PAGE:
Chief Executive of Hong Kong Special Administrative Region Leung Chun-ying has replied today to Prime Minister Lee Hsien Loong’s earlier letter to inform him that the Hong Kong authorities have completed their investigations, and will be releasing the SAF Terrex Infantry Carrier Vehicles and other equipment to the Singapore Government through the carrier.
The Ministry of Foreign Affairs which released this news described this as a “positive outcome”. The Ministry said that Prime Minister Lee has replied to Chief Executive Leung to thank him for Hong Kong’s cooperation in resolving this matter.
Nine Terrex Infantry Carrier Vehicles (ICV) were seized by Hong Kong Customs and Excise Department in November last year. The vehicles were enroute to Singapore after a military exercise in Taiwan via commercial shipping firm APL. The Ministry of Defence said in an earlier statement that the armoured vehicles were impounded over licensing issues.
The detention of the ICVs were a low point in Singapore’s relationship with China. Relationship seem to have grown warmer in recent weeks with Chinese Vice Foreign Minister Liu Zhenmin’s visit to Singapore on 17 Jan to co-chair the 10th Bilateral Consultations between the Singapore and Chinese Foreign Ministries.
Foreign Minister, Dr Vivian Balakrishnan, indicated in Parliament earlier this month that the Singapore Government prefers to await a legal resolution to the issue of the armoured vehicles seized in Hong Kong over open dialogue with China.
In response to questions from several Members of Parliament (MPs), Dr Balakrishnan said:
“It is best that this matter be handled through the legal process…There is no need to politicise it, no need to engage in megaphone diplomacy. So let’s have some patience, give this matter time to resolve through appropriate legal or judicial process…Our relations with China and our interactions with Hong Kong and Taiwan are based strictly on our one-China policy. We have consistently abided by this policy and understandings reached when we established diplomatic relations with China in 1990, and we will continue to do so.”
The Foreign Minister also urged all Singaporeans, regardless of political affiliations, to remain united over the issue, not panic and understand the big picture.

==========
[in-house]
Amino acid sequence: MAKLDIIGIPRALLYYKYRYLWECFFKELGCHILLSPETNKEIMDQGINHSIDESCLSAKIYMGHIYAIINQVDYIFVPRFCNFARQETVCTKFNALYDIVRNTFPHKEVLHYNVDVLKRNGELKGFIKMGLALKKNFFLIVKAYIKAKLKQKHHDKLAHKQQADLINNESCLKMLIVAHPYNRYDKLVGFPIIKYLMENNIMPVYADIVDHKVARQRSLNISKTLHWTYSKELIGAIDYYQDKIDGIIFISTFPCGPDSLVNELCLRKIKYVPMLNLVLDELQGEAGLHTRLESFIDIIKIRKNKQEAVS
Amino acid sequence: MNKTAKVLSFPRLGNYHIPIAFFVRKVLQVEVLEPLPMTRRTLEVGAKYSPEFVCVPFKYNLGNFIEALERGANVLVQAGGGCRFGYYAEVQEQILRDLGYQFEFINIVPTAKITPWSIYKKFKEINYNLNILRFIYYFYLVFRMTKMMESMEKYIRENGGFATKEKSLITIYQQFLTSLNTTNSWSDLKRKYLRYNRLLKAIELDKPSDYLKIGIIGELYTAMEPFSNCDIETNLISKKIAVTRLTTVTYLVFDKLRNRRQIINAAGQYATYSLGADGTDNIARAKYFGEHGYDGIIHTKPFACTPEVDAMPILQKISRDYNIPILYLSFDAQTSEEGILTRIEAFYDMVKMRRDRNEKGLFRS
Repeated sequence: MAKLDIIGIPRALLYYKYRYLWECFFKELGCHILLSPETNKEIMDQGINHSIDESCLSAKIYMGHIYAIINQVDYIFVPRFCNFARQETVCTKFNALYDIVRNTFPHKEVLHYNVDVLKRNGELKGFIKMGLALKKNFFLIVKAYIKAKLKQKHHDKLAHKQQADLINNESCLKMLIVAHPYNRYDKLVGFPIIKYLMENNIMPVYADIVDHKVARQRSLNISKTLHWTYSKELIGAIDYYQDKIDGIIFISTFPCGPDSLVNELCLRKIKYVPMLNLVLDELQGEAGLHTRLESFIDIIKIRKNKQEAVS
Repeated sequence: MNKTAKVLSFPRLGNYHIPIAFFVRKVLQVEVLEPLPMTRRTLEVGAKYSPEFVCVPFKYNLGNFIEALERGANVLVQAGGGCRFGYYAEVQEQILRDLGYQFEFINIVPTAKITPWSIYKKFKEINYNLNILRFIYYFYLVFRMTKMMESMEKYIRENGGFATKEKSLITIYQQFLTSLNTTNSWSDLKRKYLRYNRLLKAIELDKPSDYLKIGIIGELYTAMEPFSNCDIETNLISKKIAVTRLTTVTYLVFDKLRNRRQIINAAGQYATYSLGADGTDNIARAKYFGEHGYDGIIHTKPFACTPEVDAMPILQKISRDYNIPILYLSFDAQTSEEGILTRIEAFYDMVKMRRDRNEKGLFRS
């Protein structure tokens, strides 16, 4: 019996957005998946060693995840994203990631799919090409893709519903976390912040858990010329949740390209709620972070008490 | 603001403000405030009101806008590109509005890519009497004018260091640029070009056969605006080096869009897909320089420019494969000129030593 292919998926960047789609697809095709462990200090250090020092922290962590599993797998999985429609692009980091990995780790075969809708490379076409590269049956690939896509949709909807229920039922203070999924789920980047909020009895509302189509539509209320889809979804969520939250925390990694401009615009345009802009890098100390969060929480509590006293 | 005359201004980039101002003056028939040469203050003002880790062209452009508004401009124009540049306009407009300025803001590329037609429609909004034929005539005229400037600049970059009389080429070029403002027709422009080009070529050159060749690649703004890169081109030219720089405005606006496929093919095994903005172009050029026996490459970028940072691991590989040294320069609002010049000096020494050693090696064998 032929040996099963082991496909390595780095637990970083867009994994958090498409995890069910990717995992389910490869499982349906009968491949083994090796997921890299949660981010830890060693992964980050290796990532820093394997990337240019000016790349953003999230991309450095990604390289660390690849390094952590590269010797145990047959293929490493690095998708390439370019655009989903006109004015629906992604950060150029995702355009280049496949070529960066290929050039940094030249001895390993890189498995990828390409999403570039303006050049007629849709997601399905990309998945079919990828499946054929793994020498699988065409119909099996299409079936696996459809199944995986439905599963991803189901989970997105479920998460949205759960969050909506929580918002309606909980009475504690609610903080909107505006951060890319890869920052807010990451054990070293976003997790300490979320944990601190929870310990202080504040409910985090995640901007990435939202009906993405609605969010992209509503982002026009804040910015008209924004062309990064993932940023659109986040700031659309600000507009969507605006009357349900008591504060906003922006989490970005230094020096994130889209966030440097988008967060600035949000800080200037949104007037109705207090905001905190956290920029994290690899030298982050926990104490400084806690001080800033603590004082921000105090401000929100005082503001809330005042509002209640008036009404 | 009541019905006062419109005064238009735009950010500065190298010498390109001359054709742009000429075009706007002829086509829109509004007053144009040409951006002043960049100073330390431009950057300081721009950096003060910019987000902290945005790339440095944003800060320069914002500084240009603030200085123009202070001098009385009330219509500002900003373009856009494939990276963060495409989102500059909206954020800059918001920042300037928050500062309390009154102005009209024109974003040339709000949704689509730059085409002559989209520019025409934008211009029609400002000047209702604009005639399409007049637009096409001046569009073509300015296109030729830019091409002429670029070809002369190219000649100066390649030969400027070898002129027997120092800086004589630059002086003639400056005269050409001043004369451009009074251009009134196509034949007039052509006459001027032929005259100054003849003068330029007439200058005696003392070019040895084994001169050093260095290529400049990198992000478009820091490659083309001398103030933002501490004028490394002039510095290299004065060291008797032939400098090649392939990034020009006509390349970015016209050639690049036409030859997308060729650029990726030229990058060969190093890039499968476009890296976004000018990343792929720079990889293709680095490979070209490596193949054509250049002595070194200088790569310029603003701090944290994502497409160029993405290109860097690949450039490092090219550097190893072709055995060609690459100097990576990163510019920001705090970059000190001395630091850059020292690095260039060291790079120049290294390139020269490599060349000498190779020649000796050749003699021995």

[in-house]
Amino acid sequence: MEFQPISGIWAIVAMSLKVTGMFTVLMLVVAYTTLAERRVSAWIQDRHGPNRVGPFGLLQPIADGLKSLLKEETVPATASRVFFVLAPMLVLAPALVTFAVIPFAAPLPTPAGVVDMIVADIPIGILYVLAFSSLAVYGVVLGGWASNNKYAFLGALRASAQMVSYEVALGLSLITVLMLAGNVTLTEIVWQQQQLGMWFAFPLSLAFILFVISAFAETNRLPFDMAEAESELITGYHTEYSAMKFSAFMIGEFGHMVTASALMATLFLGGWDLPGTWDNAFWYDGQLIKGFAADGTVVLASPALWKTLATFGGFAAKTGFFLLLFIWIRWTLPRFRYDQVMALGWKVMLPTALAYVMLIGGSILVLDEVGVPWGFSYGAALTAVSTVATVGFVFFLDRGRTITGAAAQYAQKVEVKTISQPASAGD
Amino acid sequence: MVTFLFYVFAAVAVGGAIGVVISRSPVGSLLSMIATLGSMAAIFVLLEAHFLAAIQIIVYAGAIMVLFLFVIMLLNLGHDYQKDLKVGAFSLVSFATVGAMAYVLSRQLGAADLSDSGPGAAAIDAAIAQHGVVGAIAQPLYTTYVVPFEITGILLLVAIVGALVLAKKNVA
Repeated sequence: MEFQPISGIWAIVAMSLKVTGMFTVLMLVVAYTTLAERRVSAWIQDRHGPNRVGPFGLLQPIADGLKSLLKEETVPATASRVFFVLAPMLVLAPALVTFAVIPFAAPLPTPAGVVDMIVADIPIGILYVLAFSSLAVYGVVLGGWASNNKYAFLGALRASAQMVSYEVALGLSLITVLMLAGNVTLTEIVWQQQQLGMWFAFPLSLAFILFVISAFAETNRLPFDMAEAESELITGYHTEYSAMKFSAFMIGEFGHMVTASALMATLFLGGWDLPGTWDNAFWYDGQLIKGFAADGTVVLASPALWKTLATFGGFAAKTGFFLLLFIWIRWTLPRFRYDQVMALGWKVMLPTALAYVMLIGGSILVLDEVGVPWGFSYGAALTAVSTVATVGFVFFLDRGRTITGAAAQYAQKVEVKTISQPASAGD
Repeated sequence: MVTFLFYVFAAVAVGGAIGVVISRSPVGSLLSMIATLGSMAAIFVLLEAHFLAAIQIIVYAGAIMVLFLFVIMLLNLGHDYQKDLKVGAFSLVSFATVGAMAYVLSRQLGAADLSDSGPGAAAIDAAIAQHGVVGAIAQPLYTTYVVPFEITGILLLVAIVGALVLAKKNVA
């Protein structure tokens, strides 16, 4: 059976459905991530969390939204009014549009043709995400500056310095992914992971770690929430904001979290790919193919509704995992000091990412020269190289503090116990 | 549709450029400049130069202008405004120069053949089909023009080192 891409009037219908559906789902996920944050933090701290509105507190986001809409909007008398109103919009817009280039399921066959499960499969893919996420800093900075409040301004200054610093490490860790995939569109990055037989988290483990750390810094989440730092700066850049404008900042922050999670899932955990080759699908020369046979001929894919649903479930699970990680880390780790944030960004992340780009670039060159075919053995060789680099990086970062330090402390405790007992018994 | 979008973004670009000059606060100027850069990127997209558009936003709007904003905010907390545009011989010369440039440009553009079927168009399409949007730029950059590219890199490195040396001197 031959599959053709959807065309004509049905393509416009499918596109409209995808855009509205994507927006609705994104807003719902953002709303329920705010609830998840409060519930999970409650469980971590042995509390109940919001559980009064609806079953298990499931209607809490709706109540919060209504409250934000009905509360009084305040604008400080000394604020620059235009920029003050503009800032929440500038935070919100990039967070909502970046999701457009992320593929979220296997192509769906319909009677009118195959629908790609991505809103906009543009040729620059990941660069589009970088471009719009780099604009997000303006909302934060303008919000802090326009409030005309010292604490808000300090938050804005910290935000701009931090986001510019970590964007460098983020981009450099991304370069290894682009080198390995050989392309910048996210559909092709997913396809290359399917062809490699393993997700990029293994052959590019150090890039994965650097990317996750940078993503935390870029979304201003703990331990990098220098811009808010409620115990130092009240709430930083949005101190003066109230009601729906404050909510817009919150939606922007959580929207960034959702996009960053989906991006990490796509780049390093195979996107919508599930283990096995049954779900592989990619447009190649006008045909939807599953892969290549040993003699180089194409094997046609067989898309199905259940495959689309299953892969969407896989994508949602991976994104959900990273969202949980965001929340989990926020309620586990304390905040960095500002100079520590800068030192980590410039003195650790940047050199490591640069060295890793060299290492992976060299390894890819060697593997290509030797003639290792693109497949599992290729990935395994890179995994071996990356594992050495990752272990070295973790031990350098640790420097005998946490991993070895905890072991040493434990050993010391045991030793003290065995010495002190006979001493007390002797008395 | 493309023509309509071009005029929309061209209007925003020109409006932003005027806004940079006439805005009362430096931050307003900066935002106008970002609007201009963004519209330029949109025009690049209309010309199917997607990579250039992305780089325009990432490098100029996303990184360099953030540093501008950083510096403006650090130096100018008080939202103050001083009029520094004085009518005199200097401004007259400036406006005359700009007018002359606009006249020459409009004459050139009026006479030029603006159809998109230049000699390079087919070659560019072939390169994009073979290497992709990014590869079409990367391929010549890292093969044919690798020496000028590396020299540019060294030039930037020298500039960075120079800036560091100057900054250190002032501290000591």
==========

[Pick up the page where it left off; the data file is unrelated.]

The impounding of the Singapore Armed Forces’ Terrex Infantry Carrier Vehicles by the Hong Kong Customs and Excise Department is not unprecedented. In September 2010, a South Korean K-21 light tank and armored personnel carrier was seized by Hong Kong authorities while being shipped from Saudi Arabia back to South Korea. The military equipment was subsequently returned to South Korea through China’s Ministry of Foreign Affairs.
Associate Professor Bernard Loo of S. Rajaratnam School of International Studies had earlier written that “the vehicles will be returned to Singapore is beyond doubt; it is merely a question of how long Singapore will have to wait before they are returned. That waiting time is a message from China to Singapore.”
Macau-based military expert Antony Wong Dong in speaking to South China Morning Post on the incident said: “Beijing could use this chance to give the city state a hard time [in retaliation for] Singapore’s stand on the South China Sea issue.”
In July last year following the Permanent Court of Arbitration’s ruling on the South China Sea dispute between China and the Philippines, Singapore urged “all parties to fully respect legal and diplomatic processes”. The court ruled that Beijing has no historic title over the waters of the South China Sea and that it has breached Manila’s sovereign rights with its actions. China dismissed the case as a farce.
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